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Get to Know Jennifer Foster, Kansas Women in the Outdoors Coordinator

Jennifer Foster

NWTF:How did you become a volunteer?

Jennifer Foster: Three years ago, I was approached by an acquaintance who knew I was a hunter. He invited me to the inaugural First Kansas Upland Pioneers Chapter banquet. My husband and I attended and enjoyed ourselves. We thought joining the chapter was something we could do together. We could meet new people with the same values and interests, and maybe it was just the thing we were looking for to make a difference in our community. Never did we expect it to have such an impact on our lives.

NWTF:How did your first Women in the Outdoors hunter creation event come about?

JF: I volunteer with three successful JAKES events. Our chapter also has assisted with the implementation of the Archery in the Schools program in one of our local school districts. The response and success of these outreach events has been amazing. One day, while cruising the NWTF website, I came across information on Women in the Outdoors. I grew up the only daughter in the middle of two boys. They were always off hunting with my dad and uncle. I thought they were nuts and did not figure they would want a girl to tag along. It was not until a couple of years into my marriage that I went white-tailed deer hunting with my husband. It was then I decided I could hunt. I signed up for the next available hunter education class and I have been hooked ever since. The desire behind and reason for the Women in the Outdoors event was to give women an opportunity to see what the outdoors has to offer. I wanted them to experience, in a non-pressured environment, what it is like to shoot a gun, cast a fly rod or release an arrow.

NWTF:Many chapters struggle with event participation. How were you able to bring in more than 50 participants?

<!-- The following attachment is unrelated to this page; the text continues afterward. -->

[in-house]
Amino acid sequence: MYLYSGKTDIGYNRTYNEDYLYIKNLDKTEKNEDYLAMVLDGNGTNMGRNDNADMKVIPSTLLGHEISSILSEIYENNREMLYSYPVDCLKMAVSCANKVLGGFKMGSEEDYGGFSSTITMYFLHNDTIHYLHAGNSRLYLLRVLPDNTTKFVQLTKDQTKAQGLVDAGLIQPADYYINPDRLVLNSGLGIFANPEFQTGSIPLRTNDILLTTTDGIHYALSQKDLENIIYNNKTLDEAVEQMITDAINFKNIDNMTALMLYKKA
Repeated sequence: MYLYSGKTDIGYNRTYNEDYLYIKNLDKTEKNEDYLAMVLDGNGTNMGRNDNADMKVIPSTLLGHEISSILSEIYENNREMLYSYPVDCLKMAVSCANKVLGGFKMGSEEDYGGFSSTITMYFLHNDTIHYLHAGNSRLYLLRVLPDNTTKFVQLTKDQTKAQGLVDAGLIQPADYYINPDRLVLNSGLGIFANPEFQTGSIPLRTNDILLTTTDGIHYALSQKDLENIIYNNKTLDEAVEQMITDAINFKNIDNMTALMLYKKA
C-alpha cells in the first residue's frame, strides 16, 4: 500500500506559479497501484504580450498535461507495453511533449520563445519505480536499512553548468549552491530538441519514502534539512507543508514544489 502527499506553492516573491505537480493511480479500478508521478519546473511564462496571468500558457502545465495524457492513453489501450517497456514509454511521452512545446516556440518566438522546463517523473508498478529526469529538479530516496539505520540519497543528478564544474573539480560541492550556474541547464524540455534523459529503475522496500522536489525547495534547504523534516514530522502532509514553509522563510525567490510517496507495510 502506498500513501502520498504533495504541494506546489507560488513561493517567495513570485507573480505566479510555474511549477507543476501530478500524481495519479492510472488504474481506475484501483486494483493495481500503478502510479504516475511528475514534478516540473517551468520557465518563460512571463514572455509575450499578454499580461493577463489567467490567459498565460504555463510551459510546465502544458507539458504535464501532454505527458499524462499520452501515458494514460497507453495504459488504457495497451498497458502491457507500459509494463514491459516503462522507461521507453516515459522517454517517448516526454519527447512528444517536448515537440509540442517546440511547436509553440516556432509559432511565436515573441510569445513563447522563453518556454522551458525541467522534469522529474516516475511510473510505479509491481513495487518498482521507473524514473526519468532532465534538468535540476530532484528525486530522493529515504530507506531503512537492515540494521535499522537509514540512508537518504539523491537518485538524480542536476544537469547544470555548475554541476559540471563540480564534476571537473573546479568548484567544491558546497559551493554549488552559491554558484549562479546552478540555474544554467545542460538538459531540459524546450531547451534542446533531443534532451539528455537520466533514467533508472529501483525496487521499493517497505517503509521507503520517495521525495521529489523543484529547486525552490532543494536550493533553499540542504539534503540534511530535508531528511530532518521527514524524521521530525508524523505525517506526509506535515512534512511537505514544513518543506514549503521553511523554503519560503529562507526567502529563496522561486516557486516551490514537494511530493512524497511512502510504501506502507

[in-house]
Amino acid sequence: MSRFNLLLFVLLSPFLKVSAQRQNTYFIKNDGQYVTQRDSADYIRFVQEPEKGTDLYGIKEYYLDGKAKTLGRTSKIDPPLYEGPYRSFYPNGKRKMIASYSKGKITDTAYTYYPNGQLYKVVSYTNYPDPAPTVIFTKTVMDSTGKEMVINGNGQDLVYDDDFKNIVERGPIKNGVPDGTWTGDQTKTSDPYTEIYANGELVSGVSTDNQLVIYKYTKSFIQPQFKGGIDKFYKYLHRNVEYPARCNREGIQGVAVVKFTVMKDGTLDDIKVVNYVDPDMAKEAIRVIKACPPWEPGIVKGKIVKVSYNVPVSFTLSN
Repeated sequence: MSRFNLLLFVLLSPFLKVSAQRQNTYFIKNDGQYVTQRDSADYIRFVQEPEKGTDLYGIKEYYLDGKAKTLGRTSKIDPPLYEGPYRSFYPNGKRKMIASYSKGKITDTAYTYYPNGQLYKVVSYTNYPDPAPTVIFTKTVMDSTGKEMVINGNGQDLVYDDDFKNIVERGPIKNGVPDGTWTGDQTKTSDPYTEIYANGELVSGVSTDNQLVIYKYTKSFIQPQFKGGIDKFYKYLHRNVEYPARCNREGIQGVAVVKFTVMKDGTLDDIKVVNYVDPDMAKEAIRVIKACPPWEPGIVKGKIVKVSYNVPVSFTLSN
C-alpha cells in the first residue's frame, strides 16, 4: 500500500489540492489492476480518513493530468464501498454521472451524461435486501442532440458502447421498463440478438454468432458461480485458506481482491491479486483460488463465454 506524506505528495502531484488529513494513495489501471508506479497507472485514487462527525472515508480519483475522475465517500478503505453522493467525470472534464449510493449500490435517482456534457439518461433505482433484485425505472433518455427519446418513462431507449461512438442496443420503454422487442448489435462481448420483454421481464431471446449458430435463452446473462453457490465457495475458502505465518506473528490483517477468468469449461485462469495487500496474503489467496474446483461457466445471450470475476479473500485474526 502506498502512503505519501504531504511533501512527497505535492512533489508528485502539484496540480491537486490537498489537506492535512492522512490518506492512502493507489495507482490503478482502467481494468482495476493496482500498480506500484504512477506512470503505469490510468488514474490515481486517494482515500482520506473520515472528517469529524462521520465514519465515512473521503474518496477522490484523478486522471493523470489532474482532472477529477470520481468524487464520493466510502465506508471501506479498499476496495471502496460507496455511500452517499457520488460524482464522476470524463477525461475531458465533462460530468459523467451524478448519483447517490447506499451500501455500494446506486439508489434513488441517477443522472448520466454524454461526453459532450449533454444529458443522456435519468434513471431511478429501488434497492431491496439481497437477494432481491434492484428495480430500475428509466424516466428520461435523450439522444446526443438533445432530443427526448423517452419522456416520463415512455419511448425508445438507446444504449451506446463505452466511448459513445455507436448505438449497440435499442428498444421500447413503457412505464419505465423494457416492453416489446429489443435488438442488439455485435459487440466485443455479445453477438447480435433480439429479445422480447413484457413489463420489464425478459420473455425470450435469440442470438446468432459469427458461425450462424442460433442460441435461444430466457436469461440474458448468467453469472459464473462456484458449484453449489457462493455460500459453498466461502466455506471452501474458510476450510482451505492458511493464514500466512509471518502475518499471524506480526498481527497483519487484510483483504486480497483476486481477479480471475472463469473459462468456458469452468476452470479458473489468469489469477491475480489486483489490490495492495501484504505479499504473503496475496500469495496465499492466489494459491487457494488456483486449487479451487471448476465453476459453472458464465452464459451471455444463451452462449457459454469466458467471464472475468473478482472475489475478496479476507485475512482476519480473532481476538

JF: Our chapter’s fourth annual banquet was held in early June 2013. We used that event to announce our plans for a Women in the Outdoors event that September. By the middle of July we were putting out flyers in gas stations, local gun stores, on vehicles at the sports complex and the local county fair.

Social media allowed us to gather feedback and gauge women’s level of interest. It quickly became apparent the event was going to be larger than I could have hoped for. We found many benefits to using Facebook. It gave our committee a place they could refer women to for more details. The ladies had a chance to ask questions about the event and have them answered in real-time.

Several women started discussions on the event page about things they were excited to experience that day. It also served as a great tool for committee members to refer women to our Facebook page for the event registration form.

NWTF:What was your assessment of those who participated in the event?

JF: It was a day full of smiles that would not have been possible without the help of local businesses, the women who participated, and our local chapter members. Our chapter supported a “what if” idea and we turned it into a headline event. The excitement continued beyond the event, leading several women to inquire about being involved in the chapter.

NWTF:Did the experience change you as a volunteer?

JF: I have realized that a high-energy, high-strung farm kid with an outgoing personality from rural southeast Kansas can make a real difference in people’s lives. Of all the things that I have been involved in, God has chosen this as my vehicle. My passion has increased tenfold since our first event, and I am looking forward to our second Women in the Outdoors event this fall.



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